Trump’s priorities were also clear at the meeting with the NATO Secretary General Jens Stoltenberg in mid-April. Trump honoured the role of NATO during the Cold War, but saw the present and future role of the defence alliance primarily in the fight against international terrorism and in the prevention of migration flows. Specifically, he expects NATO to be active in the fight against the Islamic State (IS), and in ending the civil war in Syria. Furthermore, as agreed, each NATO Member State has to invest at least 2% of gross domestic product (GDP) in defence. According to his logic, the NATO Member States would even have to settle open bills: the difference to the 2% of GDP which they have not raised in recent years.

Mr President, I thank you for your attention to this issue. We are already seeing the effect of your strong focus on the importance of fair burden-sharing in the Alliance. — NATO-Generalsekretär Jens Stoltenberg

Even though Trump will hardly care, his reflections on the last point are wrong. The “2 percent target” is based on a non-binding guideline adopted by the Member States in 2006 at the NATO Summit in Riga. This rule was reaffirmed at the NATO Summit in Wales in autumn 2014: All NATO Member States wish to invest 2% of GDP in their defence by 2024. However, this declaration has more to do with a political than with a realistic promise – thus, there is no binding obligation (Jan Techau, “The Politics of 2 Percent: NATO and the Security Vacuum in Europe“, Carnegie Europe, 02.09.2015). And yet it is problematic that Stoltenberg praised Trump at the joint press conference in Washington: Trump’s criticism has made the fair distribution of costs a major theme. Stoltenberg even went so far as to assert that the first positive effects of this have become evident (“Joint Press Conference by NATO Secretary General Jens Stoltenberg and the President of the United States, Donald Trump“, NATO, 13.04.2017).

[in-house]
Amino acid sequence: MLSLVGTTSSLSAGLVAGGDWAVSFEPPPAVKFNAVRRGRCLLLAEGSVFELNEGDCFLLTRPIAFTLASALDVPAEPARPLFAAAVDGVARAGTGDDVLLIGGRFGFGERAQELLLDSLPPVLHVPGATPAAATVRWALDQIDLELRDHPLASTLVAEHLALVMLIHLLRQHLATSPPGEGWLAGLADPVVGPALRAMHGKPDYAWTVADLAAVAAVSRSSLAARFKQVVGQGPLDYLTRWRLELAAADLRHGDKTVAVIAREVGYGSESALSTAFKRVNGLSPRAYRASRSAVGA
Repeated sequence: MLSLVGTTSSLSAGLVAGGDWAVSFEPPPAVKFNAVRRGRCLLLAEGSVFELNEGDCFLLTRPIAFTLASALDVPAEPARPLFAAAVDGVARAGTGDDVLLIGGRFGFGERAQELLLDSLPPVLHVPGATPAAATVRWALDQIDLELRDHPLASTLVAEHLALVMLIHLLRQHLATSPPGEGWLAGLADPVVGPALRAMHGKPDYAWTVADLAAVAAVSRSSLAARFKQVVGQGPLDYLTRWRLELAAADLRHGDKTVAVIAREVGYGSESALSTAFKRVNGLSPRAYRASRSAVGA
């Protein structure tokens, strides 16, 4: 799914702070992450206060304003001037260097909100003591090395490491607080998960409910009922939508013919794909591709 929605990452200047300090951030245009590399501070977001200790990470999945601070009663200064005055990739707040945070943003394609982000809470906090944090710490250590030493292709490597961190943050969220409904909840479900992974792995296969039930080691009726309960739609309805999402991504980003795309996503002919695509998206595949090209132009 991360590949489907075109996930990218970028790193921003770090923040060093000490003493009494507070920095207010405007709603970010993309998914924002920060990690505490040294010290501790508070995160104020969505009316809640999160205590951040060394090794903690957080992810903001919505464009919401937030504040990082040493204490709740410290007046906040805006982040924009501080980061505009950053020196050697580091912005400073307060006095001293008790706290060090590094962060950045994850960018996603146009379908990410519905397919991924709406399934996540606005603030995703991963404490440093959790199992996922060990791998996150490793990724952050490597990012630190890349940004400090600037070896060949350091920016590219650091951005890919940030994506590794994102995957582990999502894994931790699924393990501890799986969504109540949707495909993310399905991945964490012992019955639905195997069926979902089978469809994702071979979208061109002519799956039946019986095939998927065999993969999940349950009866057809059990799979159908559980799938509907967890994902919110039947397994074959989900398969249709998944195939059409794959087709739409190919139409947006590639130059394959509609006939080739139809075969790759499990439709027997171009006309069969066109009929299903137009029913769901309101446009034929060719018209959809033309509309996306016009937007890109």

Diplomatically, [Trump’s] speech was inept at best and deliberately insulting at worst. — Jeff Rathke, deputy director of the Europe Program at the Center for Strategic and International Studies.

Of course this is about “soothing diplomatic language”, but for Trump diplomacy is a foreign language. In other words: Stoltenberg has unintentionally empowered Trump in his role as a debt collector. His criticism addressed to the other heads of state and government during the speech in honour of the 9/11 memorial at the NATO headquarters, that they are not going to meet their financial obligations in relation to NATO, is thus not surprising. However, taken together with his failing to affirm the article 5 mutual assistance clause, this was met with little sympathy from the other heads of state and government (Rosie Gray, “Trump Declines to Affirm NATO’s Article 5“, The Atlantic, 25.05.2017).